The Author would probably never have thought of offering these illustrations to the world, had not a number of much respected members of his congregation earnestly solicited him, before increasing age should make it difficult, or approaching death impossible, to furnish them with a permanent memorial of a ministry of considerable length, full of satisfaction to him, and, he trusts, not unproductive of advantage to them. Such an application could not be treated lightly; and on weighing the subject, he found that he durst not refuse to comply with it.
Having arrived at this conviction, it did not appear to him that the object in view could be better gained, than by presenting them with the substance of those illustrations of a very precious portion of the inspired volume, which had already been delivered to them in the ordinary course of pastoral instruction. That this offering, intended for their spiritual improvement and their children's, will be accepted in the spirit in which it is made, he knows them too well to entertain a doubt; and if to them it serve its great objects, he will have an abundant reward. If beyond these limits it should find a favorable reception, and produce salutary effects, this will be an additional subject of agreeable reflection and grateful acknowledgment.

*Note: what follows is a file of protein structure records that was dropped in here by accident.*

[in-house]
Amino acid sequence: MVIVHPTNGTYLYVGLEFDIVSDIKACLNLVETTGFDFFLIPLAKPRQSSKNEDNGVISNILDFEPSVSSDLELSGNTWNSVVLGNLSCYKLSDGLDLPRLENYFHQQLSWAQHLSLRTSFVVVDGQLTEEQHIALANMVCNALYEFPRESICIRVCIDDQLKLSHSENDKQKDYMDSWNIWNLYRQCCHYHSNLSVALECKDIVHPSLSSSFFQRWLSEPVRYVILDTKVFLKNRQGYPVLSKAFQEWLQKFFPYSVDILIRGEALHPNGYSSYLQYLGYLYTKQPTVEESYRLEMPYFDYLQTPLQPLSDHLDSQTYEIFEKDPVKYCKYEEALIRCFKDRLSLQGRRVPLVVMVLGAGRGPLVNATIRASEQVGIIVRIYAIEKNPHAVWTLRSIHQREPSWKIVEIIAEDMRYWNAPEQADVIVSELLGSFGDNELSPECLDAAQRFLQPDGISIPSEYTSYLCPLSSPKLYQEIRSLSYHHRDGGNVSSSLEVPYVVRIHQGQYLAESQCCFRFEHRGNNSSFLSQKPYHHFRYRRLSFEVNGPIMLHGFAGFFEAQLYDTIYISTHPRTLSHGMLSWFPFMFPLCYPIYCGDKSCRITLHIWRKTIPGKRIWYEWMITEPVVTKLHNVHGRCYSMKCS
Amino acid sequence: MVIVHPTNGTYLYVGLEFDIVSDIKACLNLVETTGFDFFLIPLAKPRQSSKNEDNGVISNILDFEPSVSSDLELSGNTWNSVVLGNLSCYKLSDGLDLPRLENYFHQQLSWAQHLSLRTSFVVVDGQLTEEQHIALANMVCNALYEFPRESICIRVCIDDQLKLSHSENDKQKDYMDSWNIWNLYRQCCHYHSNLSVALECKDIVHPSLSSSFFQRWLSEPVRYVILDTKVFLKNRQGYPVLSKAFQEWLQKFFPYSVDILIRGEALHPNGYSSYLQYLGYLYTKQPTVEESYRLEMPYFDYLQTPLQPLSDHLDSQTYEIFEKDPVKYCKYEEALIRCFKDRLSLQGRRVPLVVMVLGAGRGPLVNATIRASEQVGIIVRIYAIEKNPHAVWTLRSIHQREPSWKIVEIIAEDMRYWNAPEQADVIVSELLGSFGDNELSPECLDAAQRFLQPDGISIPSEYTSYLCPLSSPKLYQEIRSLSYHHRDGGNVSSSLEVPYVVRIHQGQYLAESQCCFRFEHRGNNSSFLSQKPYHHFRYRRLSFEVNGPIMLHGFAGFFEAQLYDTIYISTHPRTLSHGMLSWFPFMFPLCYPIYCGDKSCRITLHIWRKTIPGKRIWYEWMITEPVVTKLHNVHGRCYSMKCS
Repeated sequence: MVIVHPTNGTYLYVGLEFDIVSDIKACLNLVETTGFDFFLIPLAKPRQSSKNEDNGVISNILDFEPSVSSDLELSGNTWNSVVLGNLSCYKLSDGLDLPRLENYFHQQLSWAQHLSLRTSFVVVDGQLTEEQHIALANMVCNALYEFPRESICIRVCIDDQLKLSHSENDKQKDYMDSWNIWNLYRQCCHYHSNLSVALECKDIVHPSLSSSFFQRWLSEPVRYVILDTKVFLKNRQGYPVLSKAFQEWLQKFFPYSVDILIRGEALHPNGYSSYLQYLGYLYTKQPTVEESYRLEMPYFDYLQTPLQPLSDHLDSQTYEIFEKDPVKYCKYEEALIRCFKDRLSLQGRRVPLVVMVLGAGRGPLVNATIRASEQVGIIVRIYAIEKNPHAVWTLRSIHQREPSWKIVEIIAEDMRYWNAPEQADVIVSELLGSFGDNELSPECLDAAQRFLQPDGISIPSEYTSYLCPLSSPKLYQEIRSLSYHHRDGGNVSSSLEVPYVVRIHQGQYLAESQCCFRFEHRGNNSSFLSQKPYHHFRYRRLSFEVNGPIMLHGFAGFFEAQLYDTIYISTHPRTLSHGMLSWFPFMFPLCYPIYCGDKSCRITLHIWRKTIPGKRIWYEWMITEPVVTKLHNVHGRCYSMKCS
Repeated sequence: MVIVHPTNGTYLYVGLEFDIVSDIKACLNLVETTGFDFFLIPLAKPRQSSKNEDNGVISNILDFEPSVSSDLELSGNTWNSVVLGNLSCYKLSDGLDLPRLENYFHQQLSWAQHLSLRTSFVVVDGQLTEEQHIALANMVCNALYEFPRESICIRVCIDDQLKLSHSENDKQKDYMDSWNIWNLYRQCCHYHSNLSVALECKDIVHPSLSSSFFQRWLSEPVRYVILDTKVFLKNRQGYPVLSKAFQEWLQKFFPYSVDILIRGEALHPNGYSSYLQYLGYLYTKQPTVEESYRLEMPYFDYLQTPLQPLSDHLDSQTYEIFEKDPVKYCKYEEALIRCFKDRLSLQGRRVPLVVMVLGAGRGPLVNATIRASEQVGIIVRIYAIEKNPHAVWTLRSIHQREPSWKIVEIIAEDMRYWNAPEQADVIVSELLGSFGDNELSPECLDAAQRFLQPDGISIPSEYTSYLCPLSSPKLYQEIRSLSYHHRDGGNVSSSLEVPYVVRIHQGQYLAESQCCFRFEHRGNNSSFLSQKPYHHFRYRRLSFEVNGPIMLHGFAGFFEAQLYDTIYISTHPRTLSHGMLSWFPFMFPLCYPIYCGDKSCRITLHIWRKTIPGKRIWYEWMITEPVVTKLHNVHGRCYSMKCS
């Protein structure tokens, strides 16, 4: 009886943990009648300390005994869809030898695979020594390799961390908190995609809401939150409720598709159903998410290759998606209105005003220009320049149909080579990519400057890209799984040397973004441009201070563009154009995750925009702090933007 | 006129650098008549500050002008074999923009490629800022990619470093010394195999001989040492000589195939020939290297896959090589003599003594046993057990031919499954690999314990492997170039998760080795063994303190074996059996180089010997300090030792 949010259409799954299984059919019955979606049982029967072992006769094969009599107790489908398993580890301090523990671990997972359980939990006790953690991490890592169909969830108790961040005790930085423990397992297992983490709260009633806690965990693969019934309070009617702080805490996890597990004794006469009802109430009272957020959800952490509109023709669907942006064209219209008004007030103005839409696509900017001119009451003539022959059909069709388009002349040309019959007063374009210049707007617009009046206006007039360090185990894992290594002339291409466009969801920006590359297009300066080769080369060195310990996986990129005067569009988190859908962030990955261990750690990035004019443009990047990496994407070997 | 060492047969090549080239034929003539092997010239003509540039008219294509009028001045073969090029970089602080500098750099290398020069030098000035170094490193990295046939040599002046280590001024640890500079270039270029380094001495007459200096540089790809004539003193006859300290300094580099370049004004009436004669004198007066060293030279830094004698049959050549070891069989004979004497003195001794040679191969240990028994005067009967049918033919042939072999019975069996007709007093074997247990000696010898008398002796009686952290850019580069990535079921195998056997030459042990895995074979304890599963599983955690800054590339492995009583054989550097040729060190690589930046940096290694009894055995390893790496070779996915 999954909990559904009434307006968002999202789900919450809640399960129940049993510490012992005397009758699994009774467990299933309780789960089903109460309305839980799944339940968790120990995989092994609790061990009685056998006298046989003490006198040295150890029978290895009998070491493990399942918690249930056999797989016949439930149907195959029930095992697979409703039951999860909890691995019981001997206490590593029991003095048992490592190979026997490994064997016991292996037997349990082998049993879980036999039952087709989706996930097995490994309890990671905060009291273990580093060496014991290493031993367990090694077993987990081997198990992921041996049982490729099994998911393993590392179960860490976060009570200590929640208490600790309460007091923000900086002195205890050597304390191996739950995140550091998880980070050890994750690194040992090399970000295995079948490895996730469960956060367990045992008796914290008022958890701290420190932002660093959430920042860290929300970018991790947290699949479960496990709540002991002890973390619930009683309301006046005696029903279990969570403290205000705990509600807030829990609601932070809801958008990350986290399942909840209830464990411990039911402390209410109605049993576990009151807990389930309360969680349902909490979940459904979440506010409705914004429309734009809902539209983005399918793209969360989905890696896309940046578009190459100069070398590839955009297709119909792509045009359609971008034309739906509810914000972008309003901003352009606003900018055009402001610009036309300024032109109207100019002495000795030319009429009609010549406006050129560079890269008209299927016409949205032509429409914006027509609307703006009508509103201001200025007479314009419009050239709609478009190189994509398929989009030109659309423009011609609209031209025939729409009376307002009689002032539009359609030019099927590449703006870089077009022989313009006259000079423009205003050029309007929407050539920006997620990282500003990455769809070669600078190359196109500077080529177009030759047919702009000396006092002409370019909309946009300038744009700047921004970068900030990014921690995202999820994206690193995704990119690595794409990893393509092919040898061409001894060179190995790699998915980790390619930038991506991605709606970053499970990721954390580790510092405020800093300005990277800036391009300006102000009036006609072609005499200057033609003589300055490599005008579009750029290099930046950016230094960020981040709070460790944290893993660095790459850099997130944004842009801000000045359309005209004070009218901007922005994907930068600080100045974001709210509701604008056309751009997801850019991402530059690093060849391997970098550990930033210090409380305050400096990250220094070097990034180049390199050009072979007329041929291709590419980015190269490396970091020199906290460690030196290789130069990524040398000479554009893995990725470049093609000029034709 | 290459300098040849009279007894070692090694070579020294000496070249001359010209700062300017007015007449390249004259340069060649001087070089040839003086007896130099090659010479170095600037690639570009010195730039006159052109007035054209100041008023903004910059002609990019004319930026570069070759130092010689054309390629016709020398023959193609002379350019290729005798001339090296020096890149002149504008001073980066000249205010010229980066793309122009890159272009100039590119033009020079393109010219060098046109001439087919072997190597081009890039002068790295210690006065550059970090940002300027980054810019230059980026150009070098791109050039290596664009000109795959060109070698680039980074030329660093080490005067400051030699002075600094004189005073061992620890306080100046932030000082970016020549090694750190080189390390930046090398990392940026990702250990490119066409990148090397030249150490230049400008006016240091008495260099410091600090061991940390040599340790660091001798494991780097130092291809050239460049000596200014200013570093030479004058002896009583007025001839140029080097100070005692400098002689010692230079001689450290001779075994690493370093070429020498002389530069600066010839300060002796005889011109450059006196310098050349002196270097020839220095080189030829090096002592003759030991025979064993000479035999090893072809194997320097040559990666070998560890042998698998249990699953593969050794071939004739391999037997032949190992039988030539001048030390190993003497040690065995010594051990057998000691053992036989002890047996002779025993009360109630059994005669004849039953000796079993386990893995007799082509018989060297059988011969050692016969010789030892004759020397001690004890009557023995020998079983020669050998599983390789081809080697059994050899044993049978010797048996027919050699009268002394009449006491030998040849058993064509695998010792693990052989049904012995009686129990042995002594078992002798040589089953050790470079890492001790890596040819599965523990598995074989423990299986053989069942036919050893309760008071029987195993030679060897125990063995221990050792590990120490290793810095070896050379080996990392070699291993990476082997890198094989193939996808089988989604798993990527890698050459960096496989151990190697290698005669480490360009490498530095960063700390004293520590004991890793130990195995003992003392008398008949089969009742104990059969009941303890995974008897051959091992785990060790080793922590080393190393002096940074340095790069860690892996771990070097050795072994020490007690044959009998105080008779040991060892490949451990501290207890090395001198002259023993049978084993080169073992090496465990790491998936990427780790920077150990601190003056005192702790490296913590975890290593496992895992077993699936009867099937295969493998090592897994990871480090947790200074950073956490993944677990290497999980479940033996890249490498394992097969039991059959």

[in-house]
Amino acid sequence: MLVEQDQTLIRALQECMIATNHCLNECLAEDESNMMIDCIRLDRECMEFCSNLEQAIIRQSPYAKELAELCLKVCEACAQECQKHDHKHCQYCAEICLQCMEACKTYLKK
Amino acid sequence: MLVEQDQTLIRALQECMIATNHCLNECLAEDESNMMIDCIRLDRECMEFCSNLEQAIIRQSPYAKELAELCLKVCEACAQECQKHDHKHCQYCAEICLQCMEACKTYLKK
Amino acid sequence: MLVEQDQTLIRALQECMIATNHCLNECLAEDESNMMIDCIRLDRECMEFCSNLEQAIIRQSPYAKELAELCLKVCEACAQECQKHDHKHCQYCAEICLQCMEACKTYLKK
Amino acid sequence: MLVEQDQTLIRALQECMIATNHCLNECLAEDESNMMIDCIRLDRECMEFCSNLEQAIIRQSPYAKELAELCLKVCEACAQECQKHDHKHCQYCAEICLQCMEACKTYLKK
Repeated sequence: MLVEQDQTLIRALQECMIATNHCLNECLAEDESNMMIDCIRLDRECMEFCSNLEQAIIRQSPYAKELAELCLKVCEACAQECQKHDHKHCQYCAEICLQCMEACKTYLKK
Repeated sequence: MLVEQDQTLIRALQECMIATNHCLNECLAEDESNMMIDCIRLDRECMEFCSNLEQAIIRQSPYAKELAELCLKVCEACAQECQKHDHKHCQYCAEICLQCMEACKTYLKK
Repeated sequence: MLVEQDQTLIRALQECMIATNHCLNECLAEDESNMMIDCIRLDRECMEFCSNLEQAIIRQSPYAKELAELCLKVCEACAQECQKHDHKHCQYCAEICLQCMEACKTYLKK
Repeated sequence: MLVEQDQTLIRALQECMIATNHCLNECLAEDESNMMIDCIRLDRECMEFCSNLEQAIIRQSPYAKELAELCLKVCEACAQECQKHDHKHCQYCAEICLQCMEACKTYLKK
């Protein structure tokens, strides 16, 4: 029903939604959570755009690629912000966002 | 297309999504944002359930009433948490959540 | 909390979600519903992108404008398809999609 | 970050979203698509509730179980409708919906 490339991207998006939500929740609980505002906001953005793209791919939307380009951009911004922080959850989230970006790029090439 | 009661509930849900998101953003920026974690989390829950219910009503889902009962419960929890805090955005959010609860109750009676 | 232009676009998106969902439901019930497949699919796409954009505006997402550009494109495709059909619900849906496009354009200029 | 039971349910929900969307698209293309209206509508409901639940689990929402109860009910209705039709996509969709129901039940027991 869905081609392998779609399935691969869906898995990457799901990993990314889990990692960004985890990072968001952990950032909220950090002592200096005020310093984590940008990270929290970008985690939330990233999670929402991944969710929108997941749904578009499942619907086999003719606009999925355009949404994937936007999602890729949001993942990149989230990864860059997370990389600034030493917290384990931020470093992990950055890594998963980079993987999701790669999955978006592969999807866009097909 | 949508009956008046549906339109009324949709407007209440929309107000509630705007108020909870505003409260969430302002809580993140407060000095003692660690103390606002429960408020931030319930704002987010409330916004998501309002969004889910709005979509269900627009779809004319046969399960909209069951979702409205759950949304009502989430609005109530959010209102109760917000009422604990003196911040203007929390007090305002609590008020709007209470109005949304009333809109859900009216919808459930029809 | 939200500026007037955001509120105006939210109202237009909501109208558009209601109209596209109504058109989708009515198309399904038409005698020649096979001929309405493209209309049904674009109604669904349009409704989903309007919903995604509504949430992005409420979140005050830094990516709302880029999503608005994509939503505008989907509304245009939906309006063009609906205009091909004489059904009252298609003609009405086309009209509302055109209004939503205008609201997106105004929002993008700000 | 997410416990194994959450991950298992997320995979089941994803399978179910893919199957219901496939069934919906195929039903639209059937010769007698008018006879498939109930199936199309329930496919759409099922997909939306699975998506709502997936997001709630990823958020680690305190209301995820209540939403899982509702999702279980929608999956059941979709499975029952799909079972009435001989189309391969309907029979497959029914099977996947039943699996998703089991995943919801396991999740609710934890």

10, Gayfield Square, May, 1848.
Dr. Henry Miles.